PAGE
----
A Vancouver man pleaded not guilty by reason of insanity Friday to charges that he brought a rifle into a Salmon Creek medical building late last month.
Legal proceedings against Gregory Castro on charges of first-degree assault, firearm theft and unlawful possession of a firearm had been suspended until Judge Barbara Johnson ruled that he is competent to stand trial. His trial is scheduled for July 21.
On May 2, she had ordered a mental health evaluation of Castro, 39, at the request of his attorney, Neil Anderson of Vancouver Defenders.
Mental health professionals at Western State Hospital found that Castro was competent to stand trial, which means that he’s able to assist in his own defense. A person can have a mental illness and still be found competent.
Castro brought the rifle about 10 a.m. April 28 to the Associates for Psychiatric & Mental Health clinic because he wanted to get answers from his mental health provider about whether the FBI had been following him, according to court records.
The clinic is on the third floor of the University Plaza medical building, 14508 N.E. 20th Ave., but the entire building was evacuated during the incident.
Castro later told sheriff’s investigators that he felt his mental health has deteriorated recently and he had become paranoid that the FBI was following him, according to court records.
He remains in the Clark County Jail in lieu of $250,000 bail.
Two Vancouver brothers were each sentenced to six months in jail Thursday related to a Dec. 31 dispute in the Covington neighborhood that ended with a shattered rear window of an occupied car.
Hector A. Nunez, 24, and his brother, Juan R. Granillo Jr., 22, were originally arrested on suspicion of first-degree assault. They were accused of shooting into the back window of a vehicle occupied by three men with whom they’d just had a dispute.
Nunez was holding a rifle during the incident. However, a witness told investigators Nunez didn’t shoot into the back window but actually hurled a rock, causing the glass to shatter, according to attorneys in the case.
“That also was what both defendants were claiming,” said Deputy Prosecutor Dan Gasperino. “We didn’t feel we could disprove that.”
As part of a plea deal, Nunez pleaded guilty to third-degree assault and second-degree unlawful possession of a firearm. Granillo pleaded guilty to second-degree rendering criminal assistance in connection to the Dec. 31 incident. He also pleaded guilty to a second-degree burglary charge stemming from a June 24, 2012, break-in at Smokin’ J’s smoke shop, 6307 N.E. 117th Ave. DNA extracted from blood found near a shattered window in the shop linked the burglary to Granillo, Gasperino said.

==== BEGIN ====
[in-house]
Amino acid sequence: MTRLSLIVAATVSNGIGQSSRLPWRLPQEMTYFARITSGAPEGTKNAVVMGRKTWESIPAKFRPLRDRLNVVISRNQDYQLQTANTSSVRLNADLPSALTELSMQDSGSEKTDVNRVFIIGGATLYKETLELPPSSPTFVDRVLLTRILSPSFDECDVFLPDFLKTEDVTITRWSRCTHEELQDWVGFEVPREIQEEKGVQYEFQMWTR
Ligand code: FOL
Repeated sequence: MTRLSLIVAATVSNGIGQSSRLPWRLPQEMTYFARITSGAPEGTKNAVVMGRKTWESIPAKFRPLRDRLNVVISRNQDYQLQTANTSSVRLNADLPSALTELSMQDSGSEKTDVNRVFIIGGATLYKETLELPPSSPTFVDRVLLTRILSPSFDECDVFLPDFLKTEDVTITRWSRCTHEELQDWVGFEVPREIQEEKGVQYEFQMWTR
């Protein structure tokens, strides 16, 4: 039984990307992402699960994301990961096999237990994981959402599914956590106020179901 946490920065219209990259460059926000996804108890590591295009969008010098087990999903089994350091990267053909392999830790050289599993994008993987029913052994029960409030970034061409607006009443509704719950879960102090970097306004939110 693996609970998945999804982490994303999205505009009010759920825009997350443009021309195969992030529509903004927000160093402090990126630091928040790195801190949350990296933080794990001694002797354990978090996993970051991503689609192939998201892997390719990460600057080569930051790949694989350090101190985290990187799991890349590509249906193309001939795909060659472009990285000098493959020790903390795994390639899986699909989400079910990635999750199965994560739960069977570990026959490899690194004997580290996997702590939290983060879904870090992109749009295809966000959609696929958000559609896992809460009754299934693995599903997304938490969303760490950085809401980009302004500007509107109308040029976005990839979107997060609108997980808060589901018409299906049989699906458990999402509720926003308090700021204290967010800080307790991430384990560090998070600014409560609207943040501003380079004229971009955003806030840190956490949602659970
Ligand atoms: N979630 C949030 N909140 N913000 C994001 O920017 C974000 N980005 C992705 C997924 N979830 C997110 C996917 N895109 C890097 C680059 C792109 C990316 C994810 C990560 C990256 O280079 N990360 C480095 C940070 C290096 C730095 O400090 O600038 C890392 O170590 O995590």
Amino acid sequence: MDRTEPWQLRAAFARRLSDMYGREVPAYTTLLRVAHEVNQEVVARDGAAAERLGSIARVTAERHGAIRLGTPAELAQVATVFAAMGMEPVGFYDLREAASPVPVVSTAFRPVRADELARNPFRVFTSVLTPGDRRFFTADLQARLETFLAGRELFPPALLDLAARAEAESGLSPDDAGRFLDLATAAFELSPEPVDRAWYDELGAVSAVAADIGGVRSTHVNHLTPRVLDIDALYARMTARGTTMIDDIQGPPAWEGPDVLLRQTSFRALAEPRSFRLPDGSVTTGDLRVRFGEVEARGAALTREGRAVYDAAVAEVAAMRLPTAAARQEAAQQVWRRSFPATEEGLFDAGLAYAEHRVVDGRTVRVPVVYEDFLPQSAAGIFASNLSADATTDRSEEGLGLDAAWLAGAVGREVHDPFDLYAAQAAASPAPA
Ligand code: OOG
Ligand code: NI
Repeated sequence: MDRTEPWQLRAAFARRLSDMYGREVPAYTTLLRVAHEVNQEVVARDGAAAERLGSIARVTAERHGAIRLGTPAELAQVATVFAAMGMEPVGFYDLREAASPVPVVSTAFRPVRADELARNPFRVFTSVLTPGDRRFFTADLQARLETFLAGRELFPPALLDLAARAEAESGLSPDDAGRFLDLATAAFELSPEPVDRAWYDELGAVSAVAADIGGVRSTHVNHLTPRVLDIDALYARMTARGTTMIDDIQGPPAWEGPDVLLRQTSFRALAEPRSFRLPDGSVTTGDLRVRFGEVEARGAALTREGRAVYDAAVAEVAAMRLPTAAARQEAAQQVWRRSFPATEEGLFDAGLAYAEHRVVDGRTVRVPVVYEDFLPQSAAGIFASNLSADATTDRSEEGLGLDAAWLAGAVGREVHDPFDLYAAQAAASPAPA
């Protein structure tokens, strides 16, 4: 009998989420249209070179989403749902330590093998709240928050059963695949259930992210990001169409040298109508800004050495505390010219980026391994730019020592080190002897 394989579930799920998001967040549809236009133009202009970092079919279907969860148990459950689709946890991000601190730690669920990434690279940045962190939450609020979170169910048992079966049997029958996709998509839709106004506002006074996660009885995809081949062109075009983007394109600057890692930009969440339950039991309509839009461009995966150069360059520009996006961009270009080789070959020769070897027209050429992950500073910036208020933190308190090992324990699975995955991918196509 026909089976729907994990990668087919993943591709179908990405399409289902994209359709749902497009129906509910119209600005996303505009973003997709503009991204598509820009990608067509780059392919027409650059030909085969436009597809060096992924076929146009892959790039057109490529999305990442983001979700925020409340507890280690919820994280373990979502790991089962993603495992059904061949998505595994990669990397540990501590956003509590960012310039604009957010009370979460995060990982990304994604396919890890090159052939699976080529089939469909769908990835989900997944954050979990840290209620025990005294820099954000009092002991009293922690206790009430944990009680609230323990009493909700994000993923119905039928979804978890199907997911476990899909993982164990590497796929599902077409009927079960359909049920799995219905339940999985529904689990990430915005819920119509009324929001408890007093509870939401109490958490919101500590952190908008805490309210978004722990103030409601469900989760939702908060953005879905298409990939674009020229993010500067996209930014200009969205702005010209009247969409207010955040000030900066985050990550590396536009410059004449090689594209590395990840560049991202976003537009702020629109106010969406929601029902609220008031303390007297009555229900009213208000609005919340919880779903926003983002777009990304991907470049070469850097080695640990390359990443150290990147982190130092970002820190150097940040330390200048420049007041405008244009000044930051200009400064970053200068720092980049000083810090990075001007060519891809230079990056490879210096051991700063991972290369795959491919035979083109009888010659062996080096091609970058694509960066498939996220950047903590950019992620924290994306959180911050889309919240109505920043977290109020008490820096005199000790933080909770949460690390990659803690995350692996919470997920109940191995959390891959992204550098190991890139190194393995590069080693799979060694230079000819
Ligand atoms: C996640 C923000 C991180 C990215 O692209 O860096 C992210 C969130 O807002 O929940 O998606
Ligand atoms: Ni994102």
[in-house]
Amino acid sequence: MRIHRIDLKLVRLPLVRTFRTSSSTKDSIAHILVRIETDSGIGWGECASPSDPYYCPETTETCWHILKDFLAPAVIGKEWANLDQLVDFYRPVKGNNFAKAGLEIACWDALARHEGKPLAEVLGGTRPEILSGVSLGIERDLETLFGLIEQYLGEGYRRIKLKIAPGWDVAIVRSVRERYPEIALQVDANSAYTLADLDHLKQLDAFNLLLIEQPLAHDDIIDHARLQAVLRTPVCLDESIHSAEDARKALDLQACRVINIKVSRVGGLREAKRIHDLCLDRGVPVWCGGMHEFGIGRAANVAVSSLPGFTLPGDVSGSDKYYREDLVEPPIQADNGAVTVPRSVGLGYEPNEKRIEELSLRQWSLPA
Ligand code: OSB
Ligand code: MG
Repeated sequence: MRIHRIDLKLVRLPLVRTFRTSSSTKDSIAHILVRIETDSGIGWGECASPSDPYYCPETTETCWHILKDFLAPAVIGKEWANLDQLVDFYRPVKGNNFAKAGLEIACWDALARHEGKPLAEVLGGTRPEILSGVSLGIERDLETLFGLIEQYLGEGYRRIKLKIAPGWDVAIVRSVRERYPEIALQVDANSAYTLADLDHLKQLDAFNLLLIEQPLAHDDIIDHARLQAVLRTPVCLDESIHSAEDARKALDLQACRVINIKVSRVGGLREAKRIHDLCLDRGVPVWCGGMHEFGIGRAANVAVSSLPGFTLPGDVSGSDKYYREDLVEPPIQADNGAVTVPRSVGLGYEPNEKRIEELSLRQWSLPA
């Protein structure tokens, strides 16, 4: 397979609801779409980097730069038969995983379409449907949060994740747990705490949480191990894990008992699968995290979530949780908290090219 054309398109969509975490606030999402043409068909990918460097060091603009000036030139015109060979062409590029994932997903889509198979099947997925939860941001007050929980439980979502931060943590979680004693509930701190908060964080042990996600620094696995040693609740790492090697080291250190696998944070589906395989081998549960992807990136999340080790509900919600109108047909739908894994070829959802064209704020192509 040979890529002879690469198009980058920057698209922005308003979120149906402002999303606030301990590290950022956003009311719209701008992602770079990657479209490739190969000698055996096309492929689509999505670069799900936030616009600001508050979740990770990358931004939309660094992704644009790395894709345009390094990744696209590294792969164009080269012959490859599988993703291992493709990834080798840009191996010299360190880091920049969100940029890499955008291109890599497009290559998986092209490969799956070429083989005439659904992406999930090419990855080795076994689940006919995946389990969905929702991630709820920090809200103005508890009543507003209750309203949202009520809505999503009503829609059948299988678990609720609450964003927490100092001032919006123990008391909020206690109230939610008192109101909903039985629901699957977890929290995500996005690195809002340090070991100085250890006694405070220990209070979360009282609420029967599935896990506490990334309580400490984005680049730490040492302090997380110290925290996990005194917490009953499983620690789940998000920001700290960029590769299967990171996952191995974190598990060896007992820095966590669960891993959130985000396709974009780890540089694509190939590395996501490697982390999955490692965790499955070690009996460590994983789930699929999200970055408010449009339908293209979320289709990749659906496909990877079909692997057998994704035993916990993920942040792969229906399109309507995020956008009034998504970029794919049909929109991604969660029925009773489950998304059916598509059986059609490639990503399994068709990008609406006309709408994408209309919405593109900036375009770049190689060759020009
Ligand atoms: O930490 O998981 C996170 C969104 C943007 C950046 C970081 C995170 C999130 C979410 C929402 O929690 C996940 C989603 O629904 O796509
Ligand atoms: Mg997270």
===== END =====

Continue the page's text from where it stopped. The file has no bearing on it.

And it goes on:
Vancouver couple face Oregon charges
A Vancouver couple have been arrested on suspicion of fraudulently acquiring health care benefits and food stamps in Oregon while living in Vancouver, according to the Multnomah County District Attorney’s Office.
Joseph J. Schneider, 63, and Jeanne C. Schneider, 66, allegedly were dishonest in their application for the Oregon Health Plan and received more than $180,000 in benefits for which they were ineligible.
Joseph Schneider also is allegedly tied to two Portland auto crushing businesses that police raided as part of an investigation into an auto theft ring.
The Schneiders are in the Clark County Jail pending extradition to Oregon on suspicion of about 50 criminal counts, including theft, unlawfully obtaining public assistance and unlawfully using a food stamp benefit or commodity.
“They lived there for eight years in the same house in Vancouver,” said Kevin Demer, a Multnomah County, Ore., deputy district attorney.
On April 8, police raided the couple’s house at 516 W. Fourth Plain Blvd. in Vancouver’s Carter Park neighborhood in connection with the auto theft investigation. They allegedly found a meth lab inside.
At that time, Jeanne Schneider was arrested on suspicion of possession of a controlled substance with intent to deliver. Another occupant of the house, Brian T. Schneider, 45, was arrested on suspicion of possession with intent to manufacture methamphetamine.